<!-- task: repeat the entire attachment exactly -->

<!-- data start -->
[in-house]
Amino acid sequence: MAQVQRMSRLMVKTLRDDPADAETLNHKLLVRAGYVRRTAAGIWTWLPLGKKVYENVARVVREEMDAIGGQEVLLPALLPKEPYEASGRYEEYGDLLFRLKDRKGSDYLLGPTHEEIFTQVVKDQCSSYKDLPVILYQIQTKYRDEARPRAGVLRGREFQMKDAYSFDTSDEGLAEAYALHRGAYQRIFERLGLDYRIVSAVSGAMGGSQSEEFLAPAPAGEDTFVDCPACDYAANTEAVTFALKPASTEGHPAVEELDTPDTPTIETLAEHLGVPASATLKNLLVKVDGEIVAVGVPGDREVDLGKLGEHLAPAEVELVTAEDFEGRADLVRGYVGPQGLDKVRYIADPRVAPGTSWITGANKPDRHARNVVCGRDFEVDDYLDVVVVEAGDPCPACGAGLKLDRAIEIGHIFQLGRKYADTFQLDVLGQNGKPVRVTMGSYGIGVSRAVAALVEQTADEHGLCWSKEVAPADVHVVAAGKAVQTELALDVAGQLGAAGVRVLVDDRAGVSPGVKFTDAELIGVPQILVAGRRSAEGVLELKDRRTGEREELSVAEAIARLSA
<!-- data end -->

[in-house]
Amino acid sequence: MAQVQRMSRLMVKTLRDDPADAETLNHKLLVRAGYVRRTAAGIWTWLPLGKKVYENVARVVREEMDAIGGQEVLLPALLPKEPYEASGRYEEYGDLLFRLKDRKGSDYLLGPTHEEIFTQVVKDQCSSYKDLPVILYQIQTKYRDEARPRAGVLRGREFQMKDAYSFDTSDEGLAEAYALHRGAYQRIFERLGLDYRIVSAVSGAMGGSQSEEFLAPAPAGEDTFVDCPACDYAANTEAVTFALKPASTEGHPAVEELDTPDTPTIETLAEHLGVPASATLKNLLVKVDGEIVAVGVPGDREVDLGKLGEHLAPAEVELVTAEDFEGRADLVRGYVGPQGLDKVRYIADPRVAPGTSWITGANKPDRHARNVVCGRDFEVDDYLDVVVVEAGDPCPACGAGLKLDRAIEIGHIFQLGRKYADTFQLDVLGQNGKPVRVTMGSYGIGVSRAVAALVEQTADEHGLCWSKEVAPADVHVVAAGKAVQTELALDVAGQLGAAGVRVLVDDRAGVSPGVKFTDAELIGVPQILVAGRRSAEGVLELKDRRTGEREELSVAEAIARLSA